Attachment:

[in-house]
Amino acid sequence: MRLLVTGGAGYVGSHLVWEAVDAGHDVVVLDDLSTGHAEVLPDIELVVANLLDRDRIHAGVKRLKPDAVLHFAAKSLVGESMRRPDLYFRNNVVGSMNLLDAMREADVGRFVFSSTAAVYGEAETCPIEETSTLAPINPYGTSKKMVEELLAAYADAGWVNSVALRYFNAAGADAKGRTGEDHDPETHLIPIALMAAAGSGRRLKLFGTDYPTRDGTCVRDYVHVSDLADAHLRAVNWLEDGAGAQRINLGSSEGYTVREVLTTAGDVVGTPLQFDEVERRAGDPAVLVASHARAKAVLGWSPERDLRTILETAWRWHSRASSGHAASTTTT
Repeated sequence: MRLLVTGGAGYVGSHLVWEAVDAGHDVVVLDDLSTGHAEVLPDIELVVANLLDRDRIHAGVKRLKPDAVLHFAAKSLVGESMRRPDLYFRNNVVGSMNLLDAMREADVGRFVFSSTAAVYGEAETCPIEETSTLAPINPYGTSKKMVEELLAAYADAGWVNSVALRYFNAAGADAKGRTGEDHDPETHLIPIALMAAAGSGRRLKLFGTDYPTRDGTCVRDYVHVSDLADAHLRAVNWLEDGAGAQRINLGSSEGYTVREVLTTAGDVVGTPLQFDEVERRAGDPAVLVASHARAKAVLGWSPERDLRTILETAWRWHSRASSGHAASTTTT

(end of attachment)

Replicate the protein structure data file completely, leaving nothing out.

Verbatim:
[in-house]
Amino acid sequence: MRLLVTGGAGYVGSHLVWEAVDAGHDVVVLDDLSTGHAEVLPDIELVVANLLDRDRIHAGVKRLKPDAVLHFAAKSLVGESMRRPDLYFRNNVVGSMNLLDAMREADVGRFVFSSTAAVYGEAETCPIEETSTLAPINPYGTSKKMVEELLAAYADAGWVNSVALRYFNAAGADAKGRTGEDHDPETHLIPIALMAAAGSGRRLKLFGTDYPTRDGTCVRDYVHVSDLADAHLRAVNWLEDGAGAQRINLGSSEGYTVREVLTTAGDVVGTPLQFDEVERRAGDPAVLVASHARAKAVLGWSPERDLRTILETAWRWHSRASSGHAASTTTT
Repeated sequence: MRLLVTGGAGYVGSHLVWEAVDAGHDVVVLDDLSTGHAEVLPDIELVVANLLDRDRIHAGVKRLKPDAVLHFAAKSLVGESMRRPDLYFRNNVVGSMNLLDAMREADVGRFVFSSTAAVYGEAETCPIEETSTLAPINPYGTSKKMVEELLAAYADAGWVNSVALRYFNAAGADAKGRTGEDHDPETHLIPIALMAAAGSGRRLKLFGTDYPTRDGTCVRDYVHVSDLADAHLRAVNWLEDGAGAQRINLGSSEGYTVREVLTTAGDVVGTPLQFDEVERRAGDPAVLVASHARAKAVLGWSPERDLRTILETAWRWHSRASSGHAASTTTT